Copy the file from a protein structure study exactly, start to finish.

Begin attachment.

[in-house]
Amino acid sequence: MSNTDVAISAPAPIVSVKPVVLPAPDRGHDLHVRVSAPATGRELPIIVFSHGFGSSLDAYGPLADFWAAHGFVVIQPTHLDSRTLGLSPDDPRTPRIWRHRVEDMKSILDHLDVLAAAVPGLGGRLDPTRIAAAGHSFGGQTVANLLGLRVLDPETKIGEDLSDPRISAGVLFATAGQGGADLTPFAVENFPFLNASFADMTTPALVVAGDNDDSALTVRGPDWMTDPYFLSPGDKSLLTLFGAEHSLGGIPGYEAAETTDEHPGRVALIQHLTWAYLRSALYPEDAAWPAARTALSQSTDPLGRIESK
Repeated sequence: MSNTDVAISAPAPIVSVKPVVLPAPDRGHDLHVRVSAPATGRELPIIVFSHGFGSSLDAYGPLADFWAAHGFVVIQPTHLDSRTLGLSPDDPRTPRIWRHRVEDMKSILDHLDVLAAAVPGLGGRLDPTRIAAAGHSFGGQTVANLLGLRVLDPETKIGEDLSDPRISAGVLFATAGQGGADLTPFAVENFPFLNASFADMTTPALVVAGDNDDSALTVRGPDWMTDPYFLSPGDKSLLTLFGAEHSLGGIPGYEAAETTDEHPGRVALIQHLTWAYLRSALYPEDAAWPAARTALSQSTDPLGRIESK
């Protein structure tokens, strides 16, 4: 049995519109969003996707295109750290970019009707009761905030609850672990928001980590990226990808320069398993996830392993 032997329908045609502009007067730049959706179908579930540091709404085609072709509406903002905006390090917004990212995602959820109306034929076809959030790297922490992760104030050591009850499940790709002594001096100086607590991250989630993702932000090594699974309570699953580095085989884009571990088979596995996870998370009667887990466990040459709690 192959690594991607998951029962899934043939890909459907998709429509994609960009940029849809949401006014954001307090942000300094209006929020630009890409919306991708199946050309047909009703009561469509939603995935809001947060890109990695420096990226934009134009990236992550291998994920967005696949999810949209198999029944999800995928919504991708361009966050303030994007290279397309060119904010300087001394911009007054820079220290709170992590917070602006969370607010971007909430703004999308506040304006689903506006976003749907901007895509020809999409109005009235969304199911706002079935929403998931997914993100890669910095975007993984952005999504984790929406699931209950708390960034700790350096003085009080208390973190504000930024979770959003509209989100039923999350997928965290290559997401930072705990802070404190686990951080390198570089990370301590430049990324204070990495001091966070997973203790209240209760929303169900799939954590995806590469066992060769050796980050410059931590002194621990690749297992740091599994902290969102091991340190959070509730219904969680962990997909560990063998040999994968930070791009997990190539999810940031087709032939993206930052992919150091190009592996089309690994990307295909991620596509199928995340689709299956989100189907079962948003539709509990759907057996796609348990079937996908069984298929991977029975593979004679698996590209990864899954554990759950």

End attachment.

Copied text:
[in-house]
Amino acid sequence: MSNTDVAISAPAPIVSVKPVVLPAPDRGHDLHVRVSAPATGRELPIIVFSHGFGSSLDAYGPLADFWAAHGFVVIQPTHLDSRTLGLSPDDPRTPRIWRHRVEDMKSILDHLDVLAAAVPGLGGRLDPTRIAAAGHSFGGQTVANLLGLRVLDPETKIGEDLSDPRISAGVLFATAGQGGADLTPFAVENFPFLNASFADMTTPALVVAGDNDDSALTVRGPDWMTDPYFLSPGDKSLLTLFGAEHSLGGIPGYEAAETTDEHPGRVALIQHLTWAYLRSALYPEDAAWPAARTALSQSTDPLGRIESK
Repeated sequence: MSNTDVAISAPAPIVSVKPVVLPAPDRGHDLHVRVSAPATGRELPIIVFSHGFGSSLDAYGPLADFWAAHGFVVIQPTHLDSRTLGLSPDDPRTPRIWRHRVEDMKSILDHLDVLAAAVPGLGGRLDPTRIAAAGHSFGGQTVANLLGLRVLDPETKIGEDLSDPRISAGVLFATAGQGGADLTPFAVENFPFLNASFADMTTPALVVAGDNDDSALTVRGPDWMTDPYFLSPGDKSLLTLFGAEHSLGGIPGYEAAETTDEHPGRVALIQHLTWAYLRSALYPEDAAWPAARTALSQSTDPLGRIESK
């Protein structure tokens, strides 16, 4: 049995519109969003996707295109750290970019009707009761905030609850672990928001980590990226990808320069398993996830392993 032997329908045609502009007067730049959706179908579930540091709404085609072709509406903002905006390090917004990212995602959820109306034929076809959030790297922490992760104030050591009850499940790709002594001096100086607590991250989630993702932000090594699974309570699953580095085989884009571990088979596995996870998370009667887990466990040459709690 192959690594991607998951029962899934043939890909459907998709429509994609960009940029849809949401006014954001307090942000300094209006929020630009890409919306991708199946050309047909009703009561469509939603995935809001947060890109990695420096990226934009134009990236992550291998994920967005696949999810949209198999029944999800995928919504991708361009966050303030994007290279397309060119904010300087001394911009007054820079220290709170992590917070602006969370607010971007909430703004999308506040304006689903506006976003749907901007895509020809999409109005009235969304199911706002079935929403998931997914993100890669910095975007993984952005999504984790929406699931209950708390960034700790350096003085009080208390973190504000930024979770959003509209989100039923999350997928965290290559997401930072705990802070404190686990951080390198570089990370301590430049990324204070990495001091966070997973203790209240209760929303169900799939954590995806590469066992060769050796980050410059931590002194621990690749297992740091599994902290969102091991340190959070509730219904969680962990997909560990063998040999994968930070791009997990190539999810940031087709032939993206930052992919150091190009592996089309690994990307295909991620596509199928995340689709299956989100189907079962948003539709509990759907057996796609348990079937996908069984298929991977029975593979004679698996590209990864899954554990759950």